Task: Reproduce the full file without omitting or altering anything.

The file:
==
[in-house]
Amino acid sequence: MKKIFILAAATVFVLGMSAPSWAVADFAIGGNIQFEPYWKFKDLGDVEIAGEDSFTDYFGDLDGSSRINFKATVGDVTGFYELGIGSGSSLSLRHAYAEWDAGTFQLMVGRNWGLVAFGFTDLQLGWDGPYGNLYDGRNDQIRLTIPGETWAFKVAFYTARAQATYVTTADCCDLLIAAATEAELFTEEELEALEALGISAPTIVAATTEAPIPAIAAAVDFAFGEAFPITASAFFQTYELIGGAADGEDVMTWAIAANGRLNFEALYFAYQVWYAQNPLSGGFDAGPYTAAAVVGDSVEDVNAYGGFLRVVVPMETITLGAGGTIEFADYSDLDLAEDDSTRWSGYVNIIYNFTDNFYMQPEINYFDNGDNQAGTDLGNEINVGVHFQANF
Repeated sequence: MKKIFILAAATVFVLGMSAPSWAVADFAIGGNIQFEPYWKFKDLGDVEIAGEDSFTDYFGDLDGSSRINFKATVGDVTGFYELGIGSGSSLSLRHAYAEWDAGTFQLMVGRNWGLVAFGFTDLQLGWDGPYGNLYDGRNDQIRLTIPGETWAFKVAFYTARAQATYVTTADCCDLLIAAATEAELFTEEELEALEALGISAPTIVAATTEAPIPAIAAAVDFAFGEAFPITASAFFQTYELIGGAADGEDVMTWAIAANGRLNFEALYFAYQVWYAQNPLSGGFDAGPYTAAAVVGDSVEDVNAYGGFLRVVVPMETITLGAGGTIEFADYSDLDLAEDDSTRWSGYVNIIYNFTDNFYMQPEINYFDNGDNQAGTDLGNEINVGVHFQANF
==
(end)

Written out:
[in-house]
Amino acid sequence: MKKIFILAAATVFVLGMSAPSWAVADFAIGGNIQFEPYWKFKDLGDVEIAGEDSFTDYFGDLDGSSRINFKATVGDVTGFYELGIGSGSSLSLRHAYAEWDAGTFQLMVGRNWGLVAFGFTDLQLGWDGPYGNLYDGRNDQIRLTIPGETWAFKVAFYTARAQATYVTTADCCDLLIAAATEAELFTEEELEALEALGISAPTIVAATTEAPIPAIAAAVDFAFGEAFPITASAFFQTYELIGGAADGEDVMTWAIAANGRLNFEALYFAYQVWYAQNPLSGGFDAGPYTAAAVVGDSVEDVNAYGGFLRVVVPMETITLGAGGTIEFADYSDLDLAEDDSTRWSGYVNIIYNFTDNFYMQPEINYFDNGDNQAGTDLGNEINVGVHFQANF
Repeated sequence: MKKIFILAAATVFVLGMSAPSWAVADFAIGGNIQFEPYWKFKDLGDVEIAGEDSFTDYFGDLDGSSRINFKATVGDVTGFYELGIGSGSSLSLRHAYAEWDAGTFQLMVGRNWGLVAFGFTDLQLGWDGPYGNLYDGRNDQIRLTIPGETWAFKVAFYTARAQATYVTTADCCDLLIAAATEAELFTEEELEALEALGISAPTIVAATTEAPIPAIAAAVDFAFGEAFPITASAFFQTYELIGGAADGEDVMTWAIAANGRLNFEALYFAYQVWYAQNPLSGGFDAGPYTAAAVVGDSVEDVNAYGGFLRVVVPMETITLGAGGTIEFADYSDLDLAEDDSTRWSGYVNIIYNFTDNFYMQPEINYFDNGDNQAGTDLGNEINVGVHFQANF